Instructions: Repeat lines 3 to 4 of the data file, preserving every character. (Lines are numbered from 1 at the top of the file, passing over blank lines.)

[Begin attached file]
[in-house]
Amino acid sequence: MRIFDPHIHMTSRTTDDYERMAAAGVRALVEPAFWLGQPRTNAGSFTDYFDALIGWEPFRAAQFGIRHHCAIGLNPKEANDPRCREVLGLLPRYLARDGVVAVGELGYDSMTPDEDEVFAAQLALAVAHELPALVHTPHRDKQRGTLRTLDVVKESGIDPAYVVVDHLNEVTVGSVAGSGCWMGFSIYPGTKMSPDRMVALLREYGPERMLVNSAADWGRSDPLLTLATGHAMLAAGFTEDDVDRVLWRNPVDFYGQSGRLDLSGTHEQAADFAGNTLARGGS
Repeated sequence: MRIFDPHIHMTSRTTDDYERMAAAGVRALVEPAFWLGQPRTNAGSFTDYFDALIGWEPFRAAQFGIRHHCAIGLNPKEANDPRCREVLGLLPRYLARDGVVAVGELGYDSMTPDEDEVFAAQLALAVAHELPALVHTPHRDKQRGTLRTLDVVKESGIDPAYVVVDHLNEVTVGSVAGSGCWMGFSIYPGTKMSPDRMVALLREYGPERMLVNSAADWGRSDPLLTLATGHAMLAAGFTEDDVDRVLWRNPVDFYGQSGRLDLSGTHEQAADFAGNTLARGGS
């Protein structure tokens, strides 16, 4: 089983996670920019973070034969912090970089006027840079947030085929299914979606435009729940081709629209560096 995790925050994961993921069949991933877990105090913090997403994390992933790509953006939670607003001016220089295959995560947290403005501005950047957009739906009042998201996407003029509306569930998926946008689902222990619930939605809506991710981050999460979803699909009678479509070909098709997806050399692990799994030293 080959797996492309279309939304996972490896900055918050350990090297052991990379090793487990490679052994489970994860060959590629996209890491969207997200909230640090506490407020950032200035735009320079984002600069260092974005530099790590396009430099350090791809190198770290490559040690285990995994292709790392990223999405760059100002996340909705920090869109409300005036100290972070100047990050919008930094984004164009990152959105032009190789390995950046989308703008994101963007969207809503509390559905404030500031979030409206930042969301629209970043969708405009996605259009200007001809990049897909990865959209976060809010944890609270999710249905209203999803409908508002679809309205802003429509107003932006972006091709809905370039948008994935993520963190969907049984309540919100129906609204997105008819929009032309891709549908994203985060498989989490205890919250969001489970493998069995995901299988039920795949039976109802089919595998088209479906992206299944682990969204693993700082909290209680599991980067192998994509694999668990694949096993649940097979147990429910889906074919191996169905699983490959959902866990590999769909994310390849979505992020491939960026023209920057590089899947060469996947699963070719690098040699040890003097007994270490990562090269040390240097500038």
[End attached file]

Repeated sequence: MRIFDPHIHMTSRTTDDYERMAAAGVRALVEPAFWLGQPRTNAGSFTDYFDALIGWEPFRAAQFGIRHHCAIGLNPKEANDPRCREVLGLLPRYLARDGVVAVGELGYDSMTPDEDEVFAAQLALAVAHELPALVHTPHRDKQRGTLRTLDVVKESGIDPAYVVVDHLNEVTVGSVAGSGCWMGFSIYPGTKMSPDRMVALLREYGPERMLVNSAADWGRSDPLLTLATGHAMLAAGFTEDDVDRVLWRNPVDFYGQSGRLDLSGTHEQAADFAGNTLARGGS
């Protein structure tokens, strides 16, 4: 089983996670920019973070034969912090970089006027840079947030085929299914979606435009729940081709629209560096 995790925050994961993921069949991933877990105090913090997403994390992933790509953006939670607003001016220089295959995560947290403005501005950047957009739906009042998201996407003029509306569930998926946008689902222990619930939605809506991710981050999460979803699909009678479509070909098709997806050399692990799994030293 080959797996492309279309939304996972490896900055918050350990090297052991990379090793487990490679052994489970994860060959590629996209890491969207997200909230640090506490407020950032200035735009320079984002600069260092974005530099790590396009430099350090791809190198770290490559040690285990995994292709790392990223999405760059100002996340909705920090869109409300005036100290972070100047990050919008930094984004164009990152959105032009190789390995950046989308703008994101963007969207809503509390559905404030500031979030409206930042969301629209970043969708405009996605259009200007001809990049897909990865959209976060809010944890609270999710249905209203999803409908508002679809309205802003429509107003932006972006091709809905370039948008994935993520963190969907049984309540919100129906609204997105008819929009032309891709549908994203985060498989989490205890919250969001489970493998069995995901299988039920795949039976109802089919595998088209479906992206299944682990969204693993700082909290209680599991980067192998994509694999668990694949096993649940097979147990429910889906074919191996169905699983490959959902866990590999769909994310390849979505992020491939960026023209920057590089899947060469996947699963070719690098040699040890003097007994270490990562090269040390240097500038």